By: Sandra Mitchell
The girl’s father puts his hand on her shoulder and gently nudges her forward. She hesitates, reticent, and smiles politely. She lifts her eyes beneath lashes that look like they are lifted from a Maybelline ad “Can she get a picture with you?”
It is her dad’s voice. I am at Dodger Stadium, seated behind a table with a flapping blue banner proclaiming: CBS 2 KCAL 9. There is a cluster of people waiting for an autograph or a chance to share their story.
“Of course!” I answer…”what’s your name?”
“Emily” she says.
Emily, I learn, is 11 years old. The same fragile age as my own daughter. I ease out from behind the table to pose for the picture. Before I get to Emily, her father’s hand reaches out again. This time, he is nudging me….just long enough to whisper in my ear.
“She lost her mom to cancer.” My stomach lurches.
On this foggy Saturday morning, Dodger Stadium looks like a bottle of Pepto Bismol exploded, drenching people and objects in pink. Today is the 16th annual Susan G. Komen Race for the cure. Fifteen thousand people have gathered on this expanse of cracked concrete to honor those who have died fighting breast cancer, to support those still going through treatment . . .and to celebrate those who have kicked cancer’s butt!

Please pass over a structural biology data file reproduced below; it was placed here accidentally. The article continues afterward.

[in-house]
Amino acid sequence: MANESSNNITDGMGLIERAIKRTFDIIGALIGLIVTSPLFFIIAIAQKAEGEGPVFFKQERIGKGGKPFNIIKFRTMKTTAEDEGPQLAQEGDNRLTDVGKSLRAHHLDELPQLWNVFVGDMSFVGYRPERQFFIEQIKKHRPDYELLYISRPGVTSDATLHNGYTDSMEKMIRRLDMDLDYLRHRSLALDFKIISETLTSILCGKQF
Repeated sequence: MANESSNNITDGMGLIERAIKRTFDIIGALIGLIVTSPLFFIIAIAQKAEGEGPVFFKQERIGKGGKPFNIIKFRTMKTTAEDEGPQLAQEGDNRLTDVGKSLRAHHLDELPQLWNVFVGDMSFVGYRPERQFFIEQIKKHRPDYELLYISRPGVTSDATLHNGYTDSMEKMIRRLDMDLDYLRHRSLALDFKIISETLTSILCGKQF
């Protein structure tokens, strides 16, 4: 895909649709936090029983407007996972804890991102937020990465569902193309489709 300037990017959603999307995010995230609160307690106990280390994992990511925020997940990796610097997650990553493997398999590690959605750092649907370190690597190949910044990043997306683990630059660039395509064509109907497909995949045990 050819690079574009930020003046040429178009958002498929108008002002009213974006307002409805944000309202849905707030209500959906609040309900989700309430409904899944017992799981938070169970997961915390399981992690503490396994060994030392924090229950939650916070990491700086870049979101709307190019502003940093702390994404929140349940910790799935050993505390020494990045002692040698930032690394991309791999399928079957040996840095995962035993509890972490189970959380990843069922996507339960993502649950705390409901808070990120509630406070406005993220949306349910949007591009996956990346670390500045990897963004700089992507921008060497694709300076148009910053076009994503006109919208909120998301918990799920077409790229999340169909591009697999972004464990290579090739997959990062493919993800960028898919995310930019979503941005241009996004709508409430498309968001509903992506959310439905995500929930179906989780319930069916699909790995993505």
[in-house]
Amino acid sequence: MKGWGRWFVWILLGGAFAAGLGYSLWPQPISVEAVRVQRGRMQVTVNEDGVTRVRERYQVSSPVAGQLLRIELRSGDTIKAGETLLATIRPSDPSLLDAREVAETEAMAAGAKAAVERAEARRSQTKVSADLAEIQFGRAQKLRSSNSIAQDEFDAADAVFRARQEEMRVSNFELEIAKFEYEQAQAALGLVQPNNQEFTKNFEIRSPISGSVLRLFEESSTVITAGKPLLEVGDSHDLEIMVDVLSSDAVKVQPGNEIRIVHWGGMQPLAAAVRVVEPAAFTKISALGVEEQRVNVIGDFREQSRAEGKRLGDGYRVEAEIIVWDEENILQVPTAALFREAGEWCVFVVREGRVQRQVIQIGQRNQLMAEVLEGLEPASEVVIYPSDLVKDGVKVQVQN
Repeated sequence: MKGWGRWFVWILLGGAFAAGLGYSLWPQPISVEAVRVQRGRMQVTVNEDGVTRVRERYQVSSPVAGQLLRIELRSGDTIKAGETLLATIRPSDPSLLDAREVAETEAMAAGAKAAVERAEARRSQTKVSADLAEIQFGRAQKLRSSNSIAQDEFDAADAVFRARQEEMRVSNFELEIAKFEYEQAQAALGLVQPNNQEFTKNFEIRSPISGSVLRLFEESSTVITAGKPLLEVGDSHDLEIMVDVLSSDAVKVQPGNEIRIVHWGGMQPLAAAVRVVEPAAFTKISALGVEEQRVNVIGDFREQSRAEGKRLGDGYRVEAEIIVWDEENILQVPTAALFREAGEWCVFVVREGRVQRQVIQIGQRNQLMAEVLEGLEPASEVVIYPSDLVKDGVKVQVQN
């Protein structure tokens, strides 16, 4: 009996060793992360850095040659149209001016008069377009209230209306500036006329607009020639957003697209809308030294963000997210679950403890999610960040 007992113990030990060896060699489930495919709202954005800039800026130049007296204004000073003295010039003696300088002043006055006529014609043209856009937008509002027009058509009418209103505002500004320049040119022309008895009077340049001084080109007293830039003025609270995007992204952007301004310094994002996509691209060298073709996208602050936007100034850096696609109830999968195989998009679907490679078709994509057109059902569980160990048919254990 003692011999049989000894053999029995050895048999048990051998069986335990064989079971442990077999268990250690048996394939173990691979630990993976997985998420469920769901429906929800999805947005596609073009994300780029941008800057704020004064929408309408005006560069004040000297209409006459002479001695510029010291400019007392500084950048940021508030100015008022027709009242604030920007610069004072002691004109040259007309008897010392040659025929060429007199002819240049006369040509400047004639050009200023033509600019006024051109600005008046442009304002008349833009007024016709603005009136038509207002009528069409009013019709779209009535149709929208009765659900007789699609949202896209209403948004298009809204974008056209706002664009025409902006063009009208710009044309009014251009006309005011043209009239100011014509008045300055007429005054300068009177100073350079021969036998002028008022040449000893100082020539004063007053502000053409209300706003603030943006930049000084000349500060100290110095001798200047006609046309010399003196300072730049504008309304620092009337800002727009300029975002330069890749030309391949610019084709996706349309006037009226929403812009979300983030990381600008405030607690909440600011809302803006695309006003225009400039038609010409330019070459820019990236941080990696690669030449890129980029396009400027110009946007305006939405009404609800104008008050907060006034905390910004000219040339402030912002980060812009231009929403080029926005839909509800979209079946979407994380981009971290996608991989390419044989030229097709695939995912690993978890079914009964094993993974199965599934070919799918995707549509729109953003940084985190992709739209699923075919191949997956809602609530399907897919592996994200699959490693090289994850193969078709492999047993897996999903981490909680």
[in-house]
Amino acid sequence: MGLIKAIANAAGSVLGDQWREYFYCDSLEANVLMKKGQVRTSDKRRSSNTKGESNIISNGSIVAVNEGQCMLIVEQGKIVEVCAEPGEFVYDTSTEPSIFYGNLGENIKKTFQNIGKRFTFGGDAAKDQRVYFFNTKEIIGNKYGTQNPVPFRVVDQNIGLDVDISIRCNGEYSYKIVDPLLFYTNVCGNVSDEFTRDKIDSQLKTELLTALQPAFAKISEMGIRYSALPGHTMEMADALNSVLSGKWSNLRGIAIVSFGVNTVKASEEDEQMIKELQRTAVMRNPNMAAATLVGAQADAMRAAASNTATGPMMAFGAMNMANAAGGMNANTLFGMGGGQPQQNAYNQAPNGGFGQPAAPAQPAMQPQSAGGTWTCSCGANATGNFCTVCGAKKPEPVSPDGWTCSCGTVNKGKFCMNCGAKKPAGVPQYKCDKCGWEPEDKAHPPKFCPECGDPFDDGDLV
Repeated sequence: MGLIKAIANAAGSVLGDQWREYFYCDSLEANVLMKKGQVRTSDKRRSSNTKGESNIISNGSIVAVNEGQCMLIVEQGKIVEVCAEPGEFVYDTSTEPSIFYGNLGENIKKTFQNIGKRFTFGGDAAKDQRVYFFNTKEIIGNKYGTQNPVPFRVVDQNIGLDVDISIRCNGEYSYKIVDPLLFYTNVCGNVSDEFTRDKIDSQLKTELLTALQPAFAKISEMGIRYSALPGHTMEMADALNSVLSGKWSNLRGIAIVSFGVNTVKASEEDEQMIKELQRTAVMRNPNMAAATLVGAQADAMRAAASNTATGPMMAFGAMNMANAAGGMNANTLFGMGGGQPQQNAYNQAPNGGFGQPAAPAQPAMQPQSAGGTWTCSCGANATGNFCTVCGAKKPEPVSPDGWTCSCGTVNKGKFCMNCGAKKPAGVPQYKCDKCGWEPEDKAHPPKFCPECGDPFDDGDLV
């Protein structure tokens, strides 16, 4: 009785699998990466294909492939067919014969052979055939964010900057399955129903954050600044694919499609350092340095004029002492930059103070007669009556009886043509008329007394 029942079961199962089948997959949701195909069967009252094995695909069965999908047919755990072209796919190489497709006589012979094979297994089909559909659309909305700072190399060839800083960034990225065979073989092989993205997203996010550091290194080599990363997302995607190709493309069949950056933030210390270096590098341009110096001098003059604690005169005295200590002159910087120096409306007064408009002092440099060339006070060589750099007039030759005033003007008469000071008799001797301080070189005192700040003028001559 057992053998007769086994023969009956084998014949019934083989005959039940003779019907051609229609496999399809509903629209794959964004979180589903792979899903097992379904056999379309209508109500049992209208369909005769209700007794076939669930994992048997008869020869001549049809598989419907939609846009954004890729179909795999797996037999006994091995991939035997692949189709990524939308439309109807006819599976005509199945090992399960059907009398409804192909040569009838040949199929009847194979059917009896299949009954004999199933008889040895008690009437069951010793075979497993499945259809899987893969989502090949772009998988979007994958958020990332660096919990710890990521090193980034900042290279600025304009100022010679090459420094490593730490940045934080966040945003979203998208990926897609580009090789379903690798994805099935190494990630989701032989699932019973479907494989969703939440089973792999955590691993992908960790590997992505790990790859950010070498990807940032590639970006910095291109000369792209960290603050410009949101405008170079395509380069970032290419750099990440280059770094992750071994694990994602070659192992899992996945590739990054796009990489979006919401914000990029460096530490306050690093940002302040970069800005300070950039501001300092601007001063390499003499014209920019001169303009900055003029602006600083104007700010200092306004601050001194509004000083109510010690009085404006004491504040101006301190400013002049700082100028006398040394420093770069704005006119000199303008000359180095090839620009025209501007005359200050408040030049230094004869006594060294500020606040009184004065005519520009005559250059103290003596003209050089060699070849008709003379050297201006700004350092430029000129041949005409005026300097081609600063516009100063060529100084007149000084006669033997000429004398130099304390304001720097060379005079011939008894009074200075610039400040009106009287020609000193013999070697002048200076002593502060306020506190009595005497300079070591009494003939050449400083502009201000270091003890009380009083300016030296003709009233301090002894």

At the starting line, I feel the frisson. The man beside me is wearing a pink sequined bra, a neon pink afro and a smile that could power the lights of the stadium.
Cancer is such an ugly disease, but on this day, I see silliness and beauty. Beautiful words scrawled on pink paper and pinned to the participants’ backs.
“I walk in memory of Iris Green….Best Mom Ever!”
“I walk in honor of my best friend….love you Ginny!”
“I walk for my mommy.” reads the sign attached to a stroller. The baby snuggled inside not even old enough to have his first tooth.
For the second time this morning, my emotions stumble.
Later, after the race, I report to the CBS 2 and KCAL 9 booth. It is then that I meet Emily and her dad. I want to tell her that she is beautiful, that her mommy loved her. I want to reach out and hug her. Instead, I put my arm awkwardly around her shoulder. “Smile!” her dad says and I do, hoping in the picture, they won’t detect the tears in my eyes.